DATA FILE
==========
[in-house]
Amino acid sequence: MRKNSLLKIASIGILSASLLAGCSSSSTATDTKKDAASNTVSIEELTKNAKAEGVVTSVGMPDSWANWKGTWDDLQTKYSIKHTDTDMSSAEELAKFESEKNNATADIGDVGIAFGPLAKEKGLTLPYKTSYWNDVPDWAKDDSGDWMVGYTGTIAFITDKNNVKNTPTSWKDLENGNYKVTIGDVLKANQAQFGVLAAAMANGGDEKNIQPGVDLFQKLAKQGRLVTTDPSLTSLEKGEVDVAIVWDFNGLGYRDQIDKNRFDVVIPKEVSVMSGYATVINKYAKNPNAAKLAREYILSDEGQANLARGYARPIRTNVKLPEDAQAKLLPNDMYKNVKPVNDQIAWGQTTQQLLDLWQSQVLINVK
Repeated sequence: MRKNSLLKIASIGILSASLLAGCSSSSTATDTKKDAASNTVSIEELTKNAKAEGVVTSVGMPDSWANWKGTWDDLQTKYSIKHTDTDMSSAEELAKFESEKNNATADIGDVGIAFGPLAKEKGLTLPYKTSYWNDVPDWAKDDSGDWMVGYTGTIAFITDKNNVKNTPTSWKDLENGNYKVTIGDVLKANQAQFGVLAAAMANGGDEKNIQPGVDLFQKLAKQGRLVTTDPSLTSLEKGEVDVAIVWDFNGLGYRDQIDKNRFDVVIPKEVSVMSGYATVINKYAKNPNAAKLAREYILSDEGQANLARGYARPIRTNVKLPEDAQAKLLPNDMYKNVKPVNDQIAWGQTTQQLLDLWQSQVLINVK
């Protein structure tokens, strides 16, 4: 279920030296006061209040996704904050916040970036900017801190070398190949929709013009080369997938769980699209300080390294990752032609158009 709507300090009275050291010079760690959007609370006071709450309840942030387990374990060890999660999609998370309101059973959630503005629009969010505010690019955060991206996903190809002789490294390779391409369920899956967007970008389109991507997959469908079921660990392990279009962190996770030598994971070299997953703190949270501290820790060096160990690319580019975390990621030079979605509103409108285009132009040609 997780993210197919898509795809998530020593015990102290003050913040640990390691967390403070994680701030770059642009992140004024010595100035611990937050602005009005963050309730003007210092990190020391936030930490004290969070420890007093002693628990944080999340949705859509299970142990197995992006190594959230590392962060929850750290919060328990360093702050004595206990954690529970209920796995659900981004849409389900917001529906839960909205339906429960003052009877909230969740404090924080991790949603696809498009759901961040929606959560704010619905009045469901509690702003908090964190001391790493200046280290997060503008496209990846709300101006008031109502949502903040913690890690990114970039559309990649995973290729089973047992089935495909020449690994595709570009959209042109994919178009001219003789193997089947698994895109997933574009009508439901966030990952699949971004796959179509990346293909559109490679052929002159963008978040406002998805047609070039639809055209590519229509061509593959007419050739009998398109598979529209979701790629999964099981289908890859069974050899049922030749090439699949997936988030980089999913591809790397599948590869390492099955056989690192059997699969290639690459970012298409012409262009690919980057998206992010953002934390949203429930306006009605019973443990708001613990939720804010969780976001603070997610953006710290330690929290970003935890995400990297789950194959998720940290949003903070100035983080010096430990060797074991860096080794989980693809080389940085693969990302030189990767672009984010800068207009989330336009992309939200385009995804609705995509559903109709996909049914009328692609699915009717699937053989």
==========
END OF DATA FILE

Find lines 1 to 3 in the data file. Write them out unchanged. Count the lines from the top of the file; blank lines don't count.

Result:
[in-house]
Amino acid sequence: MRKNSLLKIASIGILSASLLAGCSSSSTATDTKKDAASNTVSIEELTKNAKAEGVVTSVGMPDSWANWKGTWDDLQTKYSIKHTDTDMSSAEELAKFESEKNNATADIGDVGIAFGPLAKEKGLTLPYKTSYWNDVPDWAKDDSGDWMVGYTGTIAFITDKNNVKNTPTSWKDLENGNYKVTIGDVLKANQAQFGVLAAAMANGGDEKNIQPGVDLFQKLAKQGRLVTTDPSLTSLEKGEVDVAIVWDFNGLGYRDQIDKNRFDVVIPKEVSVMSGYATVINKYAKNPNAAKLAREYILSDEGQANLARGYARPIRTNVKLPEDAQAKLLPNDMYKNVKPVNDQIAWGQTTQQLLDLWQSQVLINVK
Repeated sequence: MRKNSLLKIASIGILSASLLAGCSSSSTATDTKKDAASNTVSIEELTKNAKAEGVVTSVGMPDSWANWKGTWDDLQTKYSIKHTDTDMSSAEELAKFESEKNNATADIGDVGIAFGPLAKEKGLTLPYKTSYWNDVPDWAKDDSGDWMVGYTGTIAFITDKNNVKNTPTSWKDLENGNYKVTIGDVLKANQAQFGVLAAAMANGGDEKNIQPGVDLFQKLAKQGRLVTTDPSLTSLEKGEVDVAIVWDFNGLGYRDQIDKNRFDVVIPKEVSVMSGYATVINKYAKNPNAAKLAREYILSDEGQANLARGYARPIRTNVKLPEDAQAKLLPNDMYKNVKPVNDQIAWGQTTQQLLDLWQSQVLINVK